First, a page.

Peralta resident uses talent for good

........................................................................................................................................................................................

He’s been a painter since he could pick up a paint brush, but Franklin Bivens’ preferred medium is spray paint.

Submitted photo: Former graffiti artist Franklin Bivens was looking for a way to give graffiti a positive twist when he and his friends created Gospel Graffiti. Above is one mural the group created in Albuquerque. The group uses murals to illustrate that not all graffiti is negative, while delivering the word of God.

The former graffiti artist is transferring his artistic talents to murals with Biblical messages.

The 37-year-old changed his life after getting “into some trouble” for graffiti three years ago. He gave his life to Christ and knew he had to change the way he thought and viewed graffiti.

It had been a part of his life that expressed his personality since he was 16 years old.

That’s when he and his friends developed a positive twist on graffiti art — Gospel Graffiti. This group illustrates that not all graffiti-style art is negative by delivering the word of God through mural artwork, he said.

“We’ll use graffiti as the medium to talk to kids, because they’re all into it, so you can bring them in through the graffiti, and then you can tell them your testimony and tell them how you’ve changed and what God is doing for you now,” Bivens said.

Although Bivens is limited in the type of painting he can do due to his probation, he’s orchestrated group members to create murals in Albuquerque revolving around God. The murals, spanning walls as high as three stories tall, feature Bible verses and depictions of Jesus.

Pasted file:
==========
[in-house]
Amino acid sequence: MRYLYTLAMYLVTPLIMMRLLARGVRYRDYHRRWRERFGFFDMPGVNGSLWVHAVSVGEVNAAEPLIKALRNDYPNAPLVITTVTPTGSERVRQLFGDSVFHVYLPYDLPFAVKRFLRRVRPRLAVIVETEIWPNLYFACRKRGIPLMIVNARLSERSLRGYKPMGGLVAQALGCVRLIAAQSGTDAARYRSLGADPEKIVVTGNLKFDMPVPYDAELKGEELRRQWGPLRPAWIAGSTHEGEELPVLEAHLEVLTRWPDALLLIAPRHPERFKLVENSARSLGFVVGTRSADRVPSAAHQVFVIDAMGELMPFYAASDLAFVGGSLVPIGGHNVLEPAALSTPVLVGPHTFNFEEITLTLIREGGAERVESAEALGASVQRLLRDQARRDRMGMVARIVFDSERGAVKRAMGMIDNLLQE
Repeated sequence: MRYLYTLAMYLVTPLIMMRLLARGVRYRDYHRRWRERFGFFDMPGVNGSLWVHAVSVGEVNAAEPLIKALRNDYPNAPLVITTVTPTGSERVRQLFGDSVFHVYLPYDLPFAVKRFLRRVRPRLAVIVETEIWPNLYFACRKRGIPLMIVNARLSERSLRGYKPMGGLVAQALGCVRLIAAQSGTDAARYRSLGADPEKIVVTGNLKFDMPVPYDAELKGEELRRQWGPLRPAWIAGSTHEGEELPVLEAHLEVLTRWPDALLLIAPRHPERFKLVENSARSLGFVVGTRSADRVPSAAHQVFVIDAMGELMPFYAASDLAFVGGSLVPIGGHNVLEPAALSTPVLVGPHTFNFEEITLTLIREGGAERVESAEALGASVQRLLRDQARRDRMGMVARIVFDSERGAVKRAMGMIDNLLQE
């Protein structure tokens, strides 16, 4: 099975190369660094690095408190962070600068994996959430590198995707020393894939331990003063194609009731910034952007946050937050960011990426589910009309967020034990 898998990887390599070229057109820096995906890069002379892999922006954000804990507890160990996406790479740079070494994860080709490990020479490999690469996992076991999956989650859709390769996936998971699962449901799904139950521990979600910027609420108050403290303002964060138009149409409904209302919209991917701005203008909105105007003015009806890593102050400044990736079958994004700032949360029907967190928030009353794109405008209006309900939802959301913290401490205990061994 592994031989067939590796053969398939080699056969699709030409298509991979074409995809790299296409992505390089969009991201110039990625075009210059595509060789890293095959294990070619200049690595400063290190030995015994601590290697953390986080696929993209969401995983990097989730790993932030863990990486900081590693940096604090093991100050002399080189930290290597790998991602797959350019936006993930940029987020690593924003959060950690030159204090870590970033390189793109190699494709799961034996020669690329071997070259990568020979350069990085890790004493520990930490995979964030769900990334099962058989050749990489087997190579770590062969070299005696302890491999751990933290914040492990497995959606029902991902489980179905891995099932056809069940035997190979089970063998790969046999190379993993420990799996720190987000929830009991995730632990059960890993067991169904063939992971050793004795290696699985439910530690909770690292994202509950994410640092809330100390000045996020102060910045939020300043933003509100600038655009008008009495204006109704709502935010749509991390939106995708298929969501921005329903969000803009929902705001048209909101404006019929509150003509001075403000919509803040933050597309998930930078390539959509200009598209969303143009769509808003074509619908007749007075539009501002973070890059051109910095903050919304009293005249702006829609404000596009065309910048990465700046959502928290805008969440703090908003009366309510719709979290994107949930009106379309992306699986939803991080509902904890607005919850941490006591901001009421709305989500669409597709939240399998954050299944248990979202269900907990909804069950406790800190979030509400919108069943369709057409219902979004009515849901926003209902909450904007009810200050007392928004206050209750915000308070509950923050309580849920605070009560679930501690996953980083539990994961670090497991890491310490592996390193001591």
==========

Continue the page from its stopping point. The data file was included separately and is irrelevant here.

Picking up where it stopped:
“Getting arrested, it gives you credit, because you’ve been there and done that and this is what you’ve done to change it,” he said.

For the mural artist, painting is all about the final outcome when he can stand back and feast his eyes on the once barren wall now covered in his artwork. In other words, “for the love of painting.”

“After I get done, I like to step back and say, ‘Wow. I painted that,’” he said.

After running into trouble, the Peralta resident was sentenced to 120-hours of community service to cover up graffiti in Belen and Los Lunas, but instead the city of Belen utilized Biven’s painting talents in another way.

For six months, he spent his weekends sprucing up the beige, stucco pillars lining Becker Avenue. Streets names from Main Street to Second Street were first stenciled onto nine pillars before being painted on and given a shadow effect with a quarter-inch paintbrush.

Bivens is now enrolled in classes for an associate degree in applied mechanics with a focus in welding from the Central New Mexico Community College.

The full-time student achieved a 3.5 grade point average and has received scholarships.

As soon as his probation ends in June, Bivens plans on expanding Gospel Graffiti to become a youth minister.

“Sure, getting into trouble was bad, but what came out of it was great,” he said. “I turned my life around, and I started working for all of these positive outlets, and I don’t have to worry about cops or anything like that anymore.”


-- Email the author at aortiz@news-bulletin.com.